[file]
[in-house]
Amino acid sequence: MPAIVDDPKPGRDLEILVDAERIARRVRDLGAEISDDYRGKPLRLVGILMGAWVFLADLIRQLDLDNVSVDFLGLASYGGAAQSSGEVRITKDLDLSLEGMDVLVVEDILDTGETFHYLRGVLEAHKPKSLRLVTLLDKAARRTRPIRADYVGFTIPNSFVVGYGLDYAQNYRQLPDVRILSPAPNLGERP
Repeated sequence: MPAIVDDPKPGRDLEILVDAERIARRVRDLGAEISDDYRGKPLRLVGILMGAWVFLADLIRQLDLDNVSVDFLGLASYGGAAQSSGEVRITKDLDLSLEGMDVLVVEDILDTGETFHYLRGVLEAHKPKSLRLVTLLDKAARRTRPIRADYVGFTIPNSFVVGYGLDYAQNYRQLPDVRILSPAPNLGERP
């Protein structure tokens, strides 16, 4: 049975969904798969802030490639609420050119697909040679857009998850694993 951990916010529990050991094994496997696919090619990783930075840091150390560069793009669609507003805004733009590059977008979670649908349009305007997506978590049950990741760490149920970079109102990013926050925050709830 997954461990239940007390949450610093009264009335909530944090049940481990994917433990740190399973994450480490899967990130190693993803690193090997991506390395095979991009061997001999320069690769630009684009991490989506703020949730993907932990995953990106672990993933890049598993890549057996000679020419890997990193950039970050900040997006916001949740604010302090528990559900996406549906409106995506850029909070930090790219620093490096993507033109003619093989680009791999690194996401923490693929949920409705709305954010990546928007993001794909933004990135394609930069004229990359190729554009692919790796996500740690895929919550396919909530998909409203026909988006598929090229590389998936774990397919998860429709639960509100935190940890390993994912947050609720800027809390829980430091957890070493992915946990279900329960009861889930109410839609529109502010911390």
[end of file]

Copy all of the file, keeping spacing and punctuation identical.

[in-house]
Amino acid sequence: MPAIVDDPKPGRDLEILVDAERIARRVRDLGAEISDDYRGKPLRLVGILMGAWVFLADLIRQLDLDNVSVDFLGLASYGGAAQSSGEVRITKDLDLSLEGMDVLVVEDILDTGETFHYLRGVLEAHKPKSLRLVTLLDKAARRTRPIRADYVGFTIPNSFVVGYGLDYAQNYRQLPDVRILSPAPNLGERP
Repeated sequence: MPAIVDDPKPGRDLEILVDAERIARRVRDLGAEISDDYRGKPLRLVGILMGAWVFLADLIRQLDLDNVSVDFLGLASYGGAAQSSGEVRITKDLDLSLEGMDVLVVEDILDTGETFHYLRGVLEAHKPKSLRLVTLLDKAARRTRPIRADYVGFTIPNSFVVGYGLDYAQNYRQLPDVRILSPAPNLGERP
């Protein structure tokens, strides 16, 4: 049975969904798969802030490639609420050119697909040679857009998850694993 951990916010529990050991094994496997696919090619990783930075840091150390560069793009669609507003805004733009590059977008979670649908349009305007997506978590049950990741760490149920970079109102990013926050925050709830 997954461990239940007390949450610093009264009335909530944090049940481990994917433990740190399973994450480490899967990130190693993803690193090997991506390395095979991009061997001999320069690769630009684009991490989506703020949730993907932990995953990106672990993933890049598993890549057996000679020419890997990193950039970050900040997006916001949740604010302090528990559900996406549906409106995506850029909070930090790219620093490096993507033109003619093989680009791999690194996401923490693929949920409705709305954010990546928007993001794909933004990135394609930069004229990359190729554009692919790796996500740690895929919550396919909530998909409203026909988006598929090229590389998936774990397919998860429709639960509100935190940890390993994912947050609720800027809390829980430091957890070493992915946990279900329960009861889930109410839609529109502010911390």